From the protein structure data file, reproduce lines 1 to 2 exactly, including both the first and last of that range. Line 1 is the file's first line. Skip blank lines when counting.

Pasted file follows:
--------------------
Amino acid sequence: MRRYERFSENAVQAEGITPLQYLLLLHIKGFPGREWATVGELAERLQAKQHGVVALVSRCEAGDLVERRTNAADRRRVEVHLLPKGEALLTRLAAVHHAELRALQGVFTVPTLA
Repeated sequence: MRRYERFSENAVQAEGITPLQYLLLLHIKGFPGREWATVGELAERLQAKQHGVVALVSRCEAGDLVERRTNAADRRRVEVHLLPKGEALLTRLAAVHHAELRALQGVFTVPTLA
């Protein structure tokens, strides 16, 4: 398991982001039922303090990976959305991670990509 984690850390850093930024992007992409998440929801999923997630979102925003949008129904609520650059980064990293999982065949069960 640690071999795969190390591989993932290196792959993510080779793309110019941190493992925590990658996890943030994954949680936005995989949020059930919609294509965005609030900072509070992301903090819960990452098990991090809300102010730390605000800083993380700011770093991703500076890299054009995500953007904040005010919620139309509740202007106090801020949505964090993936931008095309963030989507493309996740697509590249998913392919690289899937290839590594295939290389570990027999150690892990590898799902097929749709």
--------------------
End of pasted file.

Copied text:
Amino acid sequence: MRRYERFSENAVQAEGITPLQYLLLLHIKGFPGREWATVGELAERLQAKQHGVVALVSRCEAGDLVERRTNAADRRRVEVHLLPKGEALLTRLAAVHHAELRALQGVFTVPTLA
Repeated sequence: MRRYERFSENAVQAEGITPLQYLLLLHIKGFPGREWATVGELAERLQAKQHGVVALVSRCEAGDLVERRTNAADRRRVEVHLLPKGEALLTRLAAVHHAELRALQGVFTVPTLA